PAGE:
When working with a limit of e^x such as:

The limit as x approaches infinity of

Can I simply state that it tends towards 1/((e^inf)/inf) and therefore to 0, or is the limit not yet defined since it tends towards inf/inf below 1? Thanks.

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- October 12th 2013, 07:03 AMPazeLimit of e^x
When working with a limit of e^x such as:

The limit as x approaches infinity of

Can I simply state that it tends towards 1/((e^inf)/inf) and therefore to 0, or is the limit not yet defined since it tends towards inf/inf below 1? Thanks. - October 12th 2013, 07:50 AMemakarovRe: Limit of e^x
Why do you think that 1/((e^inf)/inf) is 0? In general, you can't compare infinities.

- October 12th 2013, 11:39 AMPazeRe: Limit of e^x
- October 12th 2013, 11:49 AMemakarovRe: Limit of e^x
Yes, you could use L'Hopital's rule. To find limits, you need some database of standard facts, e.g., as provided and . The fact that the where is one of those standard facts, but one has to prove it for the first time.

- October 12th 2013, 03:05 PMHallsofIvyRe: Limit of e^x
You could also use the MacLaurin series for , so that .

Now you have .

Divide both numerator and denominator by to get which goes to infinity as x goes to infinity. Notice that, by this argument, . - October 12th 2013, 03:47 PMPazeRe: Limit of e^x
- October 12th 2013, 03:52 PMPlatoRe: Limit of e^x
- October 12th 2013, 06:08 PMPazeRe: Limit of e^x
- May 5th 2015, 08:26 PMlimiTSRe: Limit of e^x
I think you cannot use the Maclaurin series for $e^x$ which is about $x=0$ to analyze $e^x$ when $x\to\infty$. The expansion point (zero) is too far away from the limit point (infinity).

To solve the problem, you have to use L'Hospital's or just know that exponentials grow faster than polynomials.

This statement above is false: $\displaystyle\lim_{x\to\infty}\frac{x}{1-e^x}=-1$. The Maclaurin series approach gives an erroneous answer, because it cannot be used here.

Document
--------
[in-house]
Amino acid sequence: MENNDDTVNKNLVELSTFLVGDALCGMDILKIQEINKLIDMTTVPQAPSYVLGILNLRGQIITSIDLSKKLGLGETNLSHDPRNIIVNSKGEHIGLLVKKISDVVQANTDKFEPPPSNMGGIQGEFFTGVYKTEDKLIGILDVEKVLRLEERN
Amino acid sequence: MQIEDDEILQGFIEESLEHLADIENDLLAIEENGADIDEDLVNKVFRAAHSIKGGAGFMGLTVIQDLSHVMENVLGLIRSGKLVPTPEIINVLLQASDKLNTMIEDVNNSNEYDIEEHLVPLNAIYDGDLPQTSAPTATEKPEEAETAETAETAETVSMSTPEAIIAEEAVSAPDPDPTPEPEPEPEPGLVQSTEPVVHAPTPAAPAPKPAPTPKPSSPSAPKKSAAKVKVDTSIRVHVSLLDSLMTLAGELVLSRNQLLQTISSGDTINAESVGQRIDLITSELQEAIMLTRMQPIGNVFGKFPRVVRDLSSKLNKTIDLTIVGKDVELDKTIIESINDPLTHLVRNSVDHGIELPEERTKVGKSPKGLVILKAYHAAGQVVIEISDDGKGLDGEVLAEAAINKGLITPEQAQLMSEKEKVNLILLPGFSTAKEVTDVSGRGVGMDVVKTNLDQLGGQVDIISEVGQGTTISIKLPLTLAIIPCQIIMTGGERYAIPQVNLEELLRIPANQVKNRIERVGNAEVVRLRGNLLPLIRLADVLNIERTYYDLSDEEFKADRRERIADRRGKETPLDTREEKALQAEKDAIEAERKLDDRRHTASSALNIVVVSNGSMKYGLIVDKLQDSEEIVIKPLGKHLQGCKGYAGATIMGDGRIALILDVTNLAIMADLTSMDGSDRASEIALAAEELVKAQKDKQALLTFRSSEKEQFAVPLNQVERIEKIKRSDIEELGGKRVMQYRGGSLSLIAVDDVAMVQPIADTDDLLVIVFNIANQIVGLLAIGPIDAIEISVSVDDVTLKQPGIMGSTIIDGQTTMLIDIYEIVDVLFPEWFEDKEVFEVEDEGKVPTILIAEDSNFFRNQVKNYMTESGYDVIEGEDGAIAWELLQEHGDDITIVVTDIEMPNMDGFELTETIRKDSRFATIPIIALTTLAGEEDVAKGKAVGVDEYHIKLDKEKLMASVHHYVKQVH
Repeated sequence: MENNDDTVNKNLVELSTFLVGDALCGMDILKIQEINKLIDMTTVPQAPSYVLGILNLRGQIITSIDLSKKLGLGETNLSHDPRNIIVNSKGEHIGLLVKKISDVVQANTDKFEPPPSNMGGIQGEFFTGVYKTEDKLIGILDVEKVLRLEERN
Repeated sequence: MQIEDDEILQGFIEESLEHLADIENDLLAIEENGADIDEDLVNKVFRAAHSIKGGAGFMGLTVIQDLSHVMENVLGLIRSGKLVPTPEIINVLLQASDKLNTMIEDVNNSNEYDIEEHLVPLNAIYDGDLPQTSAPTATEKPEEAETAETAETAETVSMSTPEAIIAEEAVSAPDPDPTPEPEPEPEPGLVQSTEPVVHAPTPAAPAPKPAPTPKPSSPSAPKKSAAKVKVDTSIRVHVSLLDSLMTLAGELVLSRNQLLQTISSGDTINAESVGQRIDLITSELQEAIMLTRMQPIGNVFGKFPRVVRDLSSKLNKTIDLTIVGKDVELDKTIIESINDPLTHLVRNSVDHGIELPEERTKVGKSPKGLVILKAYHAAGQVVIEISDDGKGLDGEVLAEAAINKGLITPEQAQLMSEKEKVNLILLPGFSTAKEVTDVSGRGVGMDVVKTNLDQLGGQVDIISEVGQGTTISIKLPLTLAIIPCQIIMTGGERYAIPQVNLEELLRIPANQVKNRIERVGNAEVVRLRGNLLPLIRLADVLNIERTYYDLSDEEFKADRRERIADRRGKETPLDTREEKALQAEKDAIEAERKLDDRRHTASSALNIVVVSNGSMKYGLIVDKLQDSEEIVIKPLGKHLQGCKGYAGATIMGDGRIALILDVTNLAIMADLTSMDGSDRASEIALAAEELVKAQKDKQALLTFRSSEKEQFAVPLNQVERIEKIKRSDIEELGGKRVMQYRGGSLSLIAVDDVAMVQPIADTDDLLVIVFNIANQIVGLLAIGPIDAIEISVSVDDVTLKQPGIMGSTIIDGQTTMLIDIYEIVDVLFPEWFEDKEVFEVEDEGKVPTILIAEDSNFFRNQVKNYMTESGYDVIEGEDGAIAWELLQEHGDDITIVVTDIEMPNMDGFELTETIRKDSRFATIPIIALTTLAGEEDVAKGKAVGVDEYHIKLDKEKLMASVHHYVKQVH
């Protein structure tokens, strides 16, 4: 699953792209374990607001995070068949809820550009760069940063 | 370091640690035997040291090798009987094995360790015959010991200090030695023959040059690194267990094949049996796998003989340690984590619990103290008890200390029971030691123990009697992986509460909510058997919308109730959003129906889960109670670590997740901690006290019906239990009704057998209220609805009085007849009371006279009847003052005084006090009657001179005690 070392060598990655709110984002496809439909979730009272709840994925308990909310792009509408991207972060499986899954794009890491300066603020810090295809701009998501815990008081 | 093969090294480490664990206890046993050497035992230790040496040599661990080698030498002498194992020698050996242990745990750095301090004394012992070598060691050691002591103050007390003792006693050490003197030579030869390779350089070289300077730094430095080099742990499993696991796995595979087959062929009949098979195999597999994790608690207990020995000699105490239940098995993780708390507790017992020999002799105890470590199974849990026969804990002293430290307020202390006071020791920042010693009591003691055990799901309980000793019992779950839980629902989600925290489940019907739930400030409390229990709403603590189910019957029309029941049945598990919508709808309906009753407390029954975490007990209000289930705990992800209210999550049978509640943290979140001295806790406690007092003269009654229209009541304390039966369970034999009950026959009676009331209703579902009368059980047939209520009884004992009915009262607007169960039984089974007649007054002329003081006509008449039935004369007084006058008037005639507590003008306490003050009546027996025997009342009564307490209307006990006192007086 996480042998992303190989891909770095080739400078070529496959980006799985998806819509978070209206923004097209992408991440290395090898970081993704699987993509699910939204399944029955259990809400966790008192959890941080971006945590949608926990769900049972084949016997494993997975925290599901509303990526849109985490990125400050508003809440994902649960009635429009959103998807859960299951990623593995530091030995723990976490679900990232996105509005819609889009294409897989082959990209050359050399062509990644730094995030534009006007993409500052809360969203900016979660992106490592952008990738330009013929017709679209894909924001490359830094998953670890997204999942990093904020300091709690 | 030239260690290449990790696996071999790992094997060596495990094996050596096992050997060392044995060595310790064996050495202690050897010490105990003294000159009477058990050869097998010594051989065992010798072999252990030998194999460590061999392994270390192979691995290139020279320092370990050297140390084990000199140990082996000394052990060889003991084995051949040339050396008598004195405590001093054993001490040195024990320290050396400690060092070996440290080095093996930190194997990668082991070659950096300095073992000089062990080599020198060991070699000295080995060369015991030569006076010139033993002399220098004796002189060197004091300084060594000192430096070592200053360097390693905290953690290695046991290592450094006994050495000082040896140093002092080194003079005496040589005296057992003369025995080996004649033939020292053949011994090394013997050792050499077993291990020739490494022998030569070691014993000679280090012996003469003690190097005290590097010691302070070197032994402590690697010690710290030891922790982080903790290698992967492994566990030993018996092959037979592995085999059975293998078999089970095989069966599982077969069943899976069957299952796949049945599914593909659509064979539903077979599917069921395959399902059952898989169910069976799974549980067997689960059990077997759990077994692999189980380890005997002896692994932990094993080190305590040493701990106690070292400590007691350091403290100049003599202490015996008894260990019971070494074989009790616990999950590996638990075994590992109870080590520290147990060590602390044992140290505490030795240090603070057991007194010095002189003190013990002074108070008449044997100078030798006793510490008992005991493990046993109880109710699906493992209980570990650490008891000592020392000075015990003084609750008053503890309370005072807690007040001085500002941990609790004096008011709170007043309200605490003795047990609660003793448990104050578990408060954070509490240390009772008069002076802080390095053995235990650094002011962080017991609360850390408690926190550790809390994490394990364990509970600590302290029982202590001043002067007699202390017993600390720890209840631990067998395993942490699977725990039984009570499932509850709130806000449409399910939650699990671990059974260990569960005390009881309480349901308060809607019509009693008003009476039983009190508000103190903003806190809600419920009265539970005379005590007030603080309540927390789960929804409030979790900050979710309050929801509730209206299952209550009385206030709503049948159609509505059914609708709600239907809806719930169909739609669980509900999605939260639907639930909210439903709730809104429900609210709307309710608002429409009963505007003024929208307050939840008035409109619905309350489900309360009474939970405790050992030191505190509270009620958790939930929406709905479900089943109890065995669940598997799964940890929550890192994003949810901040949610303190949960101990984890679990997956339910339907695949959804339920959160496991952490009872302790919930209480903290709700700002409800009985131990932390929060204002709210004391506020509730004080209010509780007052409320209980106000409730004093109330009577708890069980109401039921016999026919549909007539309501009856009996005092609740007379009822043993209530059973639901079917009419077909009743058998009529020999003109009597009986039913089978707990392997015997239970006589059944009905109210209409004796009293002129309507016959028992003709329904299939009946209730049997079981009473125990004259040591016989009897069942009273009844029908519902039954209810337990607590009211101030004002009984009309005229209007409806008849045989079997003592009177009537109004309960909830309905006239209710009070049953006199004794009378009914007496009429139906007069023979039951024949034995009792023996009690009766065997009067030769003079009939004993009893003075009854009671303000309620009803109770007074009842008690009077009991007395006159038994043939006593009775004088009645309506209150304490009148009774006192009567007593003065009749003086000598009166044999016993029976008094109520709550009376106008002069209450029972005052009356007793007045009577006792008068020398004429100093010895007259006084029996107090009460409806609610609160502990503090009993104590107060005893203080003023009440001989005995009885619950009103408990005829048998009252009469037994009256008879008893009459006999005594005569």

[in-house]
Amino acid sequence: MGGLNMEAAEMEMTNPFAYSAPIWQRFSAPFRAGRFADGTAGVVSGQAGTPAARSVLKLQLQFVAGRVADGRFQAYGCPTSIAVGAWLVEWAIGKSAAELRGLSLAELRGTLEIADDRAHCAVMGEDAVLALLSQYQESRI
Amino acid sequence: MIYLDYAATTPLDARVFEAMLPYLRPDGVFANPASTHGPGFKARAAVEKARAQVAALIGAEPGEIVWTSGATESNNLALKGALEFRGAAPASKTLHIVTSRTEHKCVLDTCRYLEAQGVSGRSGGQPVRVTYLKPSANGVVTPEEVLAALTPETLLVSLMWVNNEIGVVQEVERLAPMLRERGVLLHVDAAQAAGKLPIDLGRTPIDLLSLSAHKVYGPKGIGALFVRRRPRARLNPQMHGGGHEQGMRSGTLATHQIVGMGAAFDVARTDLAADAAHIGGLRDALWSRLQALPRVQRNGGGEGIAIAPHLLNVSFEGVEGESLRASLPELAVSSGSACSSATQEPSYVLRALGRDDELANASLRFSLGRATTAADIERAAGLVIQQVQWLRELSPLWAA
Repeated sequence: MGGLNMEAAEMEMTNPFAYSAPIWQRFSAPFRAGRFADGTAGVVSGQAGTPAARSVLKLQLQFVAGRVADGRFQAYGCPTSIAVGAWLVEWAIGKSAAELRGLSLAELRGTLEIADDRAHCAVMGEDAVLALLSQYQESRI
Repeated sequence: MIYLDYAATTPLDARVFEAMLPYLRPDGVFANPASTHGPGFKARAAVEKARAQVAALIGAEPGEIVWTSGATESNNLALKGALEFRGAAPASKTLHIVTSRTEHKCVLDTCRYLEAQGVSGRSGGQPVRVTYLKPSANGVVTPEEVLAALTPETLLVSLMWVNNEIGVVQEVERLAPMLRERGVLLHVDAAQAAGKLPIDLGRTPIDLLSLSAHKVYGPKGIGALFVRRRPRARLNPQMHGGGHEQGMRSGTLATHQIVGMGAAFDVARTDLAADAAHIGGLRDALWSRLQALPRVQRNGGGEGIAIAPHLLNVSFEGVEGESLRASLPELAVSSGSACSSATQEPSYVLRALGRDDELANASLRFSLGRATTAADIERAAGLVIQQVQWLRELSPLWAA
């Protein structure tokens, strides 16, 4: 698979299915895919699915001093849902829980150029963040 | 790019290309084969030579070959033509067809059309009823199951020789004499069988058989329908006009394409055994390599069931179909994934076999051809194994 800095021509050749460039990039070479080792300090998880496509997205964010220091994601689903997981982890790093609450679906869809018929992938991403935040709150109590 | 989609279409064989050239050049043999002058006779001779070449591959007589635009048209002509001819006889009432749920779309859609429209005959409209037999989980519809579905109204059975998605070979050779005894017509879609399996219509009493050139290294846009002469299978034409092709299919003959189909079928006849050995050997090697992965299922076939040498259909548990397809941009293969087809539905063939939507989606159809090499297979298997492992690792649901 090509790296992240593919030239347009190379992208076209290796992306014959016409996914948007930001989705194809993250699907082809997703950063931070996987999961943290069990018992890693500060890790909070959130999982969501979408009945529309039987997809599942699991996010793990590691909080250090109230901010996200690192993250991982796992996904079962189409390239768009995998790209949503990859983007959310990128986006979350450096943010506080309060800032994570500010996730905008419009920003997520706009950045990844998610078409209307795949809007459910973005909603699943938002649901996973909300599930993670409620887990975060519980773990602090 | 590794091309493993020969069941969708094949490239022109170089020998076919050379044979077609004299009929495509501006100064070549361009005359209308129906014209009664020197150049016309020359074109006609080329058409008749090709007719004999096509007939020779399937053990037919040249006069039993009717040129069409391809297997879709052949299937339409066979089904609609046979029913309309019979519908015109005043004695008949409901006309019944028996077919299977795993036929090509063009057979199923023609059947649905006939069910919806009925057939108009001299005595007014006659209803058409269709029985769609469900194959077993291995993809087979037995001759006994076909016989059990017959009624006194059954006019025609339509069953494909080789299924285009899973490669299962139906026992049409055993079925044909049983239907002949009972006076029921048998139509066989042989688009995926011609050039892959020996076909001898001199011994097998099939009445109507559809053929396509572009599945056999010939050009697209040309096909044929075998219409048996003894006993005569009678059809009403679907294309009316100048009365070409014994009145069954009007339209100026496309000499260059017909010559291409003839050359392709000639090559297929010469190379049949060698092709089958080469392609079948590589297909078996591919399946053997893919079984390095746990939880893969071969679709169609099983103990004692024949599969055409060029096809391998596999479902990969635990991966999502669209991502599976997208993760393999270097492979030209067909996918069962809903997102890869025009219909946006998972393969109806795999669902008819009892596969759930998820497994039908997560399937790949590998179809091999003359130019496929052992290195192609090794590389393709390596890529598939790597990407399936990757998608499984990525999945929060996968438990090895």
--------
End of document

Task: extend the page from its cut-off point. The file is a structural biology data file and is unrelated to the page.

Rather, the limit equals 0, as pointed out in other posts. - May 5th 2015, 09:07 PMArchieRe: Limit of e^x
$$\begin{aligned}

0 &\lt {1 \over t} \lt t^{c-1} \qquad (t \gt 1,\, c \gt 0) \\

\int_1^x 0 \,\mathrm d t &\lt \int_1^x {1 \over t} \,\mathrm d t \lt \int_1^x t^{c-1} \,\mathrm d t \qquad (x \gt 1) \\

0 &\lt \log x \lt {x^c - 1 \over c} \lt {x^c \over c} \\

0 &\lt \log^a x \lt {x^{ac} \over c^a} \qquad (a \gt 0) \\

0 &\lt {\log^a x \over x^b} \lt {x^{ac-b} \over c^a} \qquad (b \gt 0) \\

\end{aligned}$$

Since this is true for all $c \gt 0$ we may pick any $c = {b \over 2a}$ so that

$$

0 \lt {\log^a x \over x^b} \lt {x^{-{b \over 2}} \over c^a} \\

$$

And now, taking the limit as $x \to \infty$ gives

$$

0 \le \lim_{x \to \infty} {\log^a x \over x^b} \le \lim_{x \to \infty} {x^{-{b \over 2}} \over c^a} = 0 \\ \implies \lim_{x \to \infty} {\log^a x \over x^b} = 0

$$

Then, writing $x = \mathrm e^y$ we have

$$\begin{aligned}

\lim_{x \to \infty} {\log^a x \over x^b} &= 0 \\

\lim_{y \to \infty} {\log^a \mathrm e^y \over \mathrm e^{by}} &= 0 \\

\lim_{y \to \infty} {y^a \over \mathrm e^{by}} &= 0 \\

\end{aligned}$$

Now, addressing your question

$$\begin{aligned}

\lim_{x \to \infty} {x^2 \over 1 - \mathrm e^x} &= \lim_{x \to \infty} {x^2 \mathrm e^{-x} \over \mathrm e^{-x} - 1} \\

&= \lim_{x \to \infty} {{x^2 \over \mathrm e^{x}} \over \mathrm e^{-x} - 1} \\

&= {0 \over 0 - 1} = 0

\end{aligned}$$ - May 5th 2015, 10:07 PMvotanRe: Limit of e^x
Is it

*x*--> + infinity or - infinity. You could alternatively reason this way:

as*x*--> + infinity (1 - e^x) --> (- e^x)

At the limit the ratio varies as x^2/(-e^x) and the limit is 0 from the left

as*x*--> - infinity (1 - e^x) --> 1

At the limit the ratio varies as x^2 --> + infinity